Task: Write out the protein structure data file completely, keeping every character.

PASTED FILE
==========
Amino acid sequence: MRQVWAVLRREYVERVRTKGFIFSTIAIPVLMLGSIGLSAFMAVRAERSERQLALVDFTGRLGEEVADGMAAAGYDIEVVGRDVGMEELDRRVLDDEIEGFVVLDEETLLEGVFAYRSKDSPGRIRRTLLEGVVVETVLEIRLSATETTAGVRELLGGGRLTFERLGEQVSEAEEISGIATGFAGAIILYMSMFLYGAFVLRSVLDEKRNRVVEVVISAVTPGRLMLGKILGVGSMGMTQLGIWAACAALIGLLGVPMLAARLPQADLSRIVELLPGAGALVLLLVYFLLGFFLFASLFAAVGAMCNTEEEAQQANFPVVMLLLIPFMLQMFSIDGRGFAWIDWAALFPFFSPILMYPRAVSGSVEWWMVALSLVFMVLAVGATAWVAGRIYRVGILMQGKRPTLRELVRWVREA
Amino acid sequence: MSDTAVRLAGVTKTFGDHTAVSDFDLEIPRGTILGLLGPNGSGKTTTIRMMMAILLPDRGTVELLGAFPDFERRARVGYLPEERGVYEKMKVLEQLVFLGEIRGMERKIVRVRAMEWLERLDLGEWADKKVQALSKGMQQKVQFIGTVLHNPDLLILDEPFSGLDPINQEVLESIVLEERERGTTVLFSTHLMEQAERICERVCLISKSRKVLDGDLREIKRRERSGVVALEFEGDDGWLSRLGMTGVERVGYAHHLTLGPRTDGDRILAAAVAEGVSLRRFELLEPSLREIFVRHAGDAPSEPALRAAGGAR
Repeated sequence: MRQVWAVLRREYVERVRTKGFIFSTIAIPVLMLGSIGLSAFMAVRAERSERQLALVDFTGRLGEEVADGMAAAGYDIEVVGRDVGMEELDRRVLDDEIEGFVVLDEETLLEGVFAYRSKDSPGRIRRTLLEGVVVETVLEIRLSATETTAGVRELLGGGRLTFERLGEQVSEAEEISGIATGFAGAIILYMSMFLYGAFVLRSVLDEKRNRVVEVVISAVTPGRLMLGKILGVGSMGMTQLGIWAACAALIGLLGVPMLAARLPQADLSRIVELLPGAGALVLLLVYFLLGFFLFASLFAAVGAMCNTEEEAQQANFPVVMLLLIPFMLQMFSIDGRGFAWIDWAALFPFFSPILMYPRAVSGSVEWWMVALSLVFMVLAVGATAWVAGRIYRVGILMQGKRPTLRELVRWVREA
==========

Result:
Amino acid sequence: MRQVWAVLRREYVERVRTKGFIFSTIAIPVLMLGSIGLSAFMAVRAERSERQLALVDFTGRLGEEVADGMAAAGYDIEVVGRDVGMEELDRRVLDDEIEGFVVLDEETLLEGVFAYRSKDSPGRIRRTLLEGVVVETVLEIRLSATETTAGVRELLGGGRLTFERLGEQVSEAEEISGIATGFAGAIILYMSMFLYGAFVLRSVLDEKRNRVVEVVISAVTPGRLMLGKILGVGSMGMTQLGIWAACAALIGLLGVPMLAARLPQADLSRIVELLPGAGALVLLLVYFLLGFFLFASLFAAVGAMCNTEEEAQQANFPVVMLLLIPFMLQMFSIDGRGFAWIDWAALFPFFSPILMYPRAVSGSVEWWMVALSLVFMVLAVGATAWVAGRIYRVGILMQGKRPTLRELVRWVREA
Amino acid sequence: MSDTAVRLAGVTKTFGDHTAVSDFDLEIPRGTILGLLGPNGSGKTTTIRMMMAILLPDRGTVELLGAFPDFERRARVGYLPEERGVYEKMKVLEQLVFLGEIRGMERKIVRVRAMEWLERLDLGEWADKKVQALSKGMQQKVQFIGTVLHNPDLLILDEPFSGLDPINQEVLESIVLEERERGTTVLFSTHLMEQAERICERVCLISKSRKVLDGDLREIKRRERSGVVALEFEGDDGWLSRLGMTGVERVGYAHHLTLGPRTDGDRILAAAVAEGVSLRRFELLEPSLREIFVRHAGDAPSEPALRAAGGAR
Repeated sequence: MRQVWAVLRREYVERVRTKGFIFSTIAIPVLMLGSIGLSAFMAVRAERSERQLALVDFTGRLGEEVADGMAAAGYDIEVVGRDVGMEELDRRVLDDEIEGFVVLDEETLLEGVFAYRSKDSPGRIRRTLLEGVVVETVLEIRLSATETTAGVRELLGGGRLTFERLGEQVSEAEEISGIATGFAGAIILYMSMFLYGAFVLRSVLDEKRNRVVEVVISAVTPGRLMLGKILGVGSMGMTQLGIWAACAALIGLLGVPMLAARLPQADLSRIVELLPGAGALVLLLVYFLLGFFLFASLFAAVGAMCNTEEEAQQANFPVVMLLLIPFMLQMFSIDGRGFAWIDWAALFPFFSPILMYPRAVSGSVEWWMVALSLVFMVLAVGATAWVAGRIYRVGILMQGKRPTLRELVRWVREA